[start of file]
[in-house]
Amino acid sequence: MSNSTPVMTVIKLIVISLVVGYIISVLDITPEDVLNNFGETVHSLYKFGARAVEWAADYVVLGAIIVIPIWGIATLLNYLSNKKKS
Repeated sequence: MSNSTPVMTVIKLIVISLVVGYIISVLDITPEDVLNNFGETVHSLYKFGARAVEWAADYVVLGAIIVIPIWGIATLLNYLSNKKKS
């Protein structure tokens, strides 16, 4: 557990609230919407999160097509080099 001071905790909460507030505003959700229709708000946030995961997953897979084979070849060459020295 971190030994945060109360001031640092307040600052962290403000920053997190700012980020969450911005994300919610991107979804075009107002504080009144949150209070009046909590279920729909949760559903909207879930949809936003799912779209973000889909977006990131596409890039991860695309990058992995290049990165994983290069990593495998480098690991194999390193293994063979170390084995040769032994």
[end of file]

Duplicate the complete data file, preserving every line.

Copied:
[in-house]
Amino acid sequence: MSNSTPVMTVIKLIVISLVVGYIISVLDITPEDVLNNFGETVHSLYKFGARAVEWAADYVVLGAIIVIPIWGIATLLNYLSNKKKS
Repeated sequence: MSNSTPVMTVIKLIVISLVVGYIISVLDITPEDVLNNFGETVHSLYKFGARAVEWAADYVVLGAIIVIPIWGIATLLNYLSNKKKS
């Protein structure tokens, strides 16, 4: 557990609230919407999160097509080099 001071905790909460507030505003959700229709708000946030995961997953897979084979070849060459020295 971190030994945060109360001031640092307040600052962290403000920053997190700012980020969450911005994300919610991107979804075009107002504080009144949150209070009046909590279920729909949760559903909207879930949809936003799912779209973000889909977006990131596409890039991860695309990058992995290049990165994983290069990593495998480098690991194999390193293994063979170390084995040769032994």